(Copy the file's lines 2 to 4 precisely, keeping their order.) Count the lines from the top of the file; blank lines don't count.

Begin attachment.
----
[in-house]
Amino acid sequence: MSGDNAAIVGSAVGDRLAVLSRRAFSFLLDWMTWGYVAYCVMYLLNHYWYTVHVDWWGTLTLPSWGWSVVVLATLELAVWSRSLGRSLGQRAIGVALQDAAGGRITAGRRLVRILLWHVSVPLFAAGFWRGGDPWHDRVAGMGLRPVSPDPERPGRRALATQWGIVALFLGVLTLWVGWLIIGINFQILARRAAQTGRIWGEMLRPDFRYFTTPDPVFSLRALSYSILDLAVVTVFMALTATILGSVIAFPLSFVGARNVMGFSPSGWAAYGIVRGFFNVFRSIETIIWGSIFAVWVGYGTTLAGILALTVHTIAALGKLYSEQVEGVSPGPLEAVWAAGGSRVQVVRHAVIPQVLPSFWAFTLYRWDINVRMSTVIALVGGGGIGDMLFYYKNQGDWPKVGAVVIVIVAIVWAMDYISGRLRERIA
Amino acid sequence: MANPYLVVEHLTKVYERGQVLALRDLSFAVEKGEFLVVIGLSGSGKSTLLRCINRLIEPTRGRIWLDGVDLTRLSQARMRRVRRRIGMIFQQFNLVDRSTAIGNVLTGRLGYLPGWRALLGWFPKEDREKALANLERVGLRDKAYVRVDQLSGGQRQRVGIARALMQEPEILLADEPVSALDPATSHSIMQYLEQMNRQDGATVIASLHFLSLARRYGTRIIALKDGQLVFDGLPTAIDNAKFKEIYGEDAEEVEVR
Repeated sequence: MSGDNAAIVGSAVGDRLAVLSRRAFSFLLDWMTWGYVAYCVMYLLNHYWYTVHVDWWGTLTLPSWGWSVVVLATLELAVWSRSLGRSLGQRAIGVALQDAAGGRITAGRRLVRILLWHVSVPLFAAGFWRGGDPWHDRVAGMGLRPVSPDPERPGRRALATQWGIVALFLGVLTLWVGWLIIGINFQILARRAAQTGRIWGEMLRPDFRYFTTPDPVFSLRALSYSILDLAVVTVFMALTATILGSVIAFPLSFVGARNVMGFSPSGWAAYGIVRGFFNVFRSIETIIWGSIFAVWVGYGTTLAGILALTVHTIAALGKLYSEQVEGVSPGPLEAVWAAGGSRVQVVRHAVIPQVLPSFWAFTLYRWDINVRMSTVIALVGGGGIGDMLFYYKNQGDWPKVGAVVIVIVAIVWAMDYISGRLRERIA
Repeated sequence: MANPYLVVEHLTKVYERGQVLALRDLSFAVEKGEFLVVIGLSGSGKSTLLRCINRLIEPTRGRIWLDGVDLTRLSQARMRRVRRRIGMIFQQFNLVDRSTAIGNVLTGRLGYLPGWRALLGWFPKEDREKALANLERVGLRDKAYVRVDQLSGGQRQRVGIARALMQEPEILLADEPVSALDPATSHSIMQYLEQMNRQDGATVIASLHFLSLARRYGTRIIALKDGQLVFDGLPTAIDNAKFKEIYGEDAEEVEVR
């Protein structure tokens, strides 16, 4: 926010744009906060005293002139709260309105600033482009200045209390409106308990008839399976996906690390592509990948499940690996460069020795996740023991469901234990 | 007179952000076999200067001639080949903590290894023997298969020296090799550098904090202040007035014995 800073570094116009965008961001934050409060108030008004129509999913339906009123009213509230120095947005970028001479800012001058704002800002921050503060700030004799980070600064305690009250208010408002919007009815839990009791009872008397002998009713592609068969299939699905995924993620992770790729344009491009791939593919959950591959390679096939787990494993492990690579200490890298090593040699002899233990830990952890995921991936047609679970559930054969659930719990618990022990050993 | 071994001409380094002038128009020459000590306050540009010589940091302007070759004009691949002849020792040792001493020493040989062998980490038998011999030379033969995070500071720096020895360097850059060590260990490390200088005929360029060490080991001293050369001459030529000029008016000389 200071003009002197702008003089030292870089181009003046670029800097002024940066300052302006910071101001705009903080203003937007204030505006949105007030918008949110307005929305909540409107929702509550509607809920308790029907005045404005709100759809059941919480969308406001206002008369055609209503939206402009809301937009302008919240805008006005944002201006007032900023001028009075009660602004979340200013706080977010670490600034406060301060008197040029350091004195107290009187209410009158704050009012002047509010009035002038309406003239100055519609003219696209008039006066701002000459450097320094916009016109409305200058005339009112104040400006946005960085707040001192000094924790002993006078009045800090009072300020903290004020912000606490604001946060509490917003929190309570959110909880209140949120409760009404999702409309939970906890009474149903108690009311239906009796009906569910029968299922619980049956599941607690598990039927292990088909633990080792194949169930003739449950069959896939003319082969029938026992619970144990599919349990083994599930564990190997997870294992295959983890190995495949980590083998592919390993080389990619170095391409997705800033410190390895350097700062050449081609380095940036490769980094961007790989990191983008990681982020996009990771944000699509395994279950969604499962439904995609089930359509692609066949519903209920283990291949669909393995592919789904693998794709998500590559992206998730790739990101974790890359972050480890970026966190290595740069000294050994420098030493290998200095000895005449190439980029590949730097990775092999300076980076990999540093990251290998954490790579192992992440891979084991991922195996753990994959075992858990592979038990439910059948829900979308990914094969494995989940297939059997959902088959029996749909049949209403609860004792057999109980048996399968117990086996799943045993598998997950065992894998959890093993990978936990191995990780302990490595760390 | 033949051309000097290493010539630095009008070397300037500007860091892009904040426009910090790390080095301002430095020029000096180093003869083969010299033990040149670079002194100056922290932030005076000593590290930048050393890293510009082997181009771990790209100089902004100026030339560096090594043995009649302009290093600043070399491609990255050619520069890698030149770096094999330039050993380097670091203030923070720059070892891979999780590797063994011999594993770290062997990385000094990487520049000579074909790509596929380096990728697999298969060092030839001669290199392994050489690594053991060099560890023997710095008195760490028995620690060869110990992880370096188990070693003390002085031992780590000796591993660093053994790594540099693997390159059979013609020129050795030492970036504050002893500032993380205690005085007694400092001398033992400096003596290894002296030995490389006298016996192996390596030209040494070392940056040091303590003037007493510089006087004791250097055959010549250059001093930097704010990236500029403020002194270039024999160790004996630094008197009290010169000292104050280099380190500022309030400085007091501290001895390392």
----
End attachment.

Amino acid sequence: MSGDNAAIVGSAVGDRLAVLSRRAFSFLLDWMTWGYVAYCVMYLLNHYWYTVHVDWWGTLTLPSWGWSVVVLATLELAVWSRSLGRSLGQRAIGVALQDAAGGRITAGRRLVRILLWHVSVPLFAAGFWRGGDPWHDRVAGMGLRPVSPDPERPGRRALATQWGIVALFLGVLTLWVGWLIIGINFQILARRAAQTGRIWGEMLRPDFRYFTTPDPVFSLRALSYSILDLAVVTVFMALTATILGSVIAFPLSFVGARNVMGFSPSGWAAYGIVRGFFNVFRSIETIIWGSIFAVWVGYGTTLAGILALTVHTIAALGKLYSEQVEGVSPGPLEAVWAAGGSRVQVVRHAVIPQVLPSFWAFTLYRWDINVRMSTVIALVGGGGIGDMLFYYKNQGDWPKVGAVVIVIVAIVWAMDYISGRLRERIA
Amino acid sequence: MANPYLVVEHLTKVYERGQVLALRDLSFAVEKGEFLVVIGLSGSGKSTLLRCINRLIEPTRGRIWLDGVDLTRLSQARMRRVRRRIGMIFQQFNLVDRSTAIGNVLTGRLGYLPGWRALLGWFPKEDREKALANLERVGLRDKAYVRVDQLSGGQRQRVGIARALMQEPEILLADEPVSALDPATSHSIMQYLEQMNRQDGATVIASLHFLSLARRYGTRIIALKDGQLVFDGLPTAIDNAKFKEIYGEDAEEVEVR
Repeated sequence: MSGDNAAIVGSAVGDRLAVLSRRAFSFLLDWMTWGYVAYCVMYLLNHYWYTVHVDWWGTLTLPSWGWSVVVLATLELAVWSRSLGRSLGQRAIGVALQDAAGGRITAGRRLVRILLWHVSVPLFAAGFWRGGDPWHDRVAGMGLRPVSPDPERPGRRALATQWGIVALFLGVLTLWVGWLIIGINFQILARRAAQTGRIWGEMLRPDFRYFTTPDPVFSLRALSYSILDLAVVTVFMALTATILGSVIAFPLSFVGARNVMGFSPSGWAAYGIVRGFFNVFRSIETIIWGSIFAVWVGYGTTLAGILALTVHTIAALGKLYSEQVEGVSPGPLEAVWAAGGSRVQVVRHAVIPQVLPSFWAFTLYRWDINVRMSTVIALVGGGGIGDMLFYYKNQGDWPKVGAVVIVIVAIVWAMDYISGRLRERIA